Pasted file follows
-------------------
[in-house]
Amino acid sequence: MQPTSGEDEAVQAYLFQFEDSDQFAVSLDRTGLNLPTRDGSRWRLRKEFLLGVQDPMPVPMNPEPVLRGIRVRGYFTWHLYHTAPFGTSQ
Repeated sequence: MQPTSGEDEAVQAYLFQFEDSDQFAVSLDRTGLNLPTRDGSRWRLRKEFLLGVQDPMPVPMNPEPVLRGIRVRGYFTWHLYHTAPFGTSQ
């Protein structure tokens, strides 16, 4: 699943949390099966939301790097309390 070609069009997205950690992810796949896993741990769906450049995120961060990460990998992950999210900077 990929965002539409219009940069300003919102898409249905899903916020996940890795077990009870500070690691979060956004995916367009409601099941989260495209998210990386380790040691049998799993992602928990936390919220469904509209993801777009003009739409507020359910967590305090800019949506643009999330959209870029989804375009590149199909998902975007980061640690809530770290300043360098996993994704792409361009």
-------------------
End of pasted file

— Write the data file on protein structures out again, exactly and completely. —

[in-house]
Amino acid sequence: MQPTSGEDEAVQAYLFQFEDSDQFAVSLDRTGLNLPTRDGSRWRLRKEFLLGVQDPMPVPMNPEPVLRGIRVRGYFTWHLYHTAPFGTSQ
Repeated sequence: MQPTSGEDEAVQAYLFQFEDSDQFAVSLDRTGLNLPTRDGSRWRLRKEFLLGVQDPMPVPMNPEPVLRGIRVRGYFTWHLYHTAPFGTSQ
């Protein structure tokens, strides 16, 4: 699943949390099966939301790097309390 070609069009997205950690992810796949896993741990769906450049995120961060990460990998992950999210900077 990929965002539409219009940069300003919102898409249905899903916020996940890795077990009870500070690691979060956004995916367009409601099941989260495209998210990386380790040691049998799993992602928990936390919220469904509209993801777009003009739409507020359910967590305090800019949506643009999330959209870029989804375009590149199909998902975007980061640690809530770290300043360098996993994704792409361009």